Dray suggested that hospital management talk to nurses and patients about how they feel.  A talk broke out about improving healthcare.  One person suggested that hospitals network with overseas hospital which use different methods to reduce administration costs. 

Councillor Bob Corless stated that one does not have to go overseas to find health care.  When he needs hospital time, he goes to Alberta which is more efficient.  He explained how the hospital system works in Calgary.

Dray stated that although the surgery staff in Kitimat is second to none, the problem lies in the nursing staff.  Trish Parsons who represented the Chamber of Commerce pointed out that there is no problem with money in Alberta for hospitals.  Froess pointed out that people from Terrace come here for better care so this problem varies from case to case and location to location.  Goffinet wished to get a response to the incident.

Corless wrapped up this conversation that the area from Rupert to George has a low population which he estimated at 192,000 people with about 6 hospitals.  He stated this is a huge expense per person due to the vast area.  He added he was amazed about Northern Health's ability to deal with this.

The letter concluded with a mention the February meeting: see here.

Earlier in the meeting, the community members spoke about the topics of the NHA Board Member Candidate proposal and the Max Lange Endoscope.  So far, everyone who has been approached by the committee for nomination to the Board of NHA has respectfully declined.

Ingrin Hagemann wished to know why other communities were able to find someone to sit on the NHA Board of Directors and Kitimat was having such a hard time.  Goffinet stated that most of the board members are members of their communities who have held community leadership positions. 

Luella Froess explained when the NHA was founded there were supposed to be 2 board members from Kitimat, 2 board members from Terrace.  Kitimat had two reps including Dr. Cooper.  However, when Cooper left the community, nobody replaced him.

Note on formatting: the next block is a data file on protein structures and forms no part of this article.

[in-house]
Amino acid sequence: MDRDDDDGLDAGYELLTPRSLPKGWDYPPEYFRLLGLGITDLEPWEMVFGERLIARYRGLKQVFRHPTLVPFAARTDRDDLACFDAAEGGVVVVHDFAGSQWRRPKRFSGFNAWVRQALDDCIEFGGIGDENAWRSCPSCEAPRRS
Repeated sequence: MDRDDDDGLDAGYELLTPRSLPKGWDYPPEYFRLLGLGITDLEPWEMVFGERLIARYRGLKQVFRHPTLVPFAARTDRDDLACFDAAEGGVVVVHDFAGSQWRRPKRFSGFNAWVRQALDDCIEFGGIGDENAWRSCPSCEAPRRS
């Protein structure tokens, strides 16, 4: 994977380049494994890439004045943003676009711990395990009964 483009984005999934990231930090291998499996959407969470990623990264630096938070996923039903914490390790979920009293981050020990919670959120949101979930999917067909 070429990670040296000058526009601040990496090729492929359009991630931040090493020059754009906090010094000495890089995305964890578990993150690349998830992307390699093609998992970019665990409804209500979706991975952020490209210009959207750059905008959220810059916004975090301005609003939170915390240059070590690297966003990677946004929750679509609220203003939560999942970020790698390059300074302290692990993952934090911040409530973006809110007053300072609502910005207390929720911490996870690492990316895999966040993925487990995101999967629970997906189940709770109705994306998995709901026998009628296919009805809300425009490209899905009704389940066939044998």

Goffinet was pleased to announce the Endoscope has been purchased and half of the equipment is now onsite at the hospital.  However, one component is still en route to Kitimat.  Barb Campbell wanted to know the delay.  Goffinet explained it was the suppliers.  A representative of the Hospital Auxiliary said equipment takes a while to come in but Dray was not impressed by the delay.  He stated it took a Surgeon threatening to quit at the Prince Rupert Hospital before their equipment was updated.

Campbell also pointed out Vancouver Island has been made a haven for breast cancer treatment with 6 digital mammography units while there is not one found in the entire north.  She wanted to know why they were getting all of this investment and equipment.  Councillor Bob Corless stated this was due to our riding not being a Liberal one.  Goffinet considered this to be an NHA issue as Prince George and the Peace River also do not have these services and they have: “Powerful powerful cabinet ministers.”

Trish Parsons, who represented the Kitimat Chamber of Commerce pointed out there was no Society here which could raise funds or apply for grants for special equipment.  This came up later in the meeting.  Campbell stated the people should have the same access to healthcare here as everyone else has in British Columbia.

“It increases your quality of Life,” said Campbell.  “We should expect nothing different than those who live on the island or one hundred miles away from the American Boarder.  We shouldn’t have to fight for all of this.”  She suggested moving Kitimat to Vancouver Island.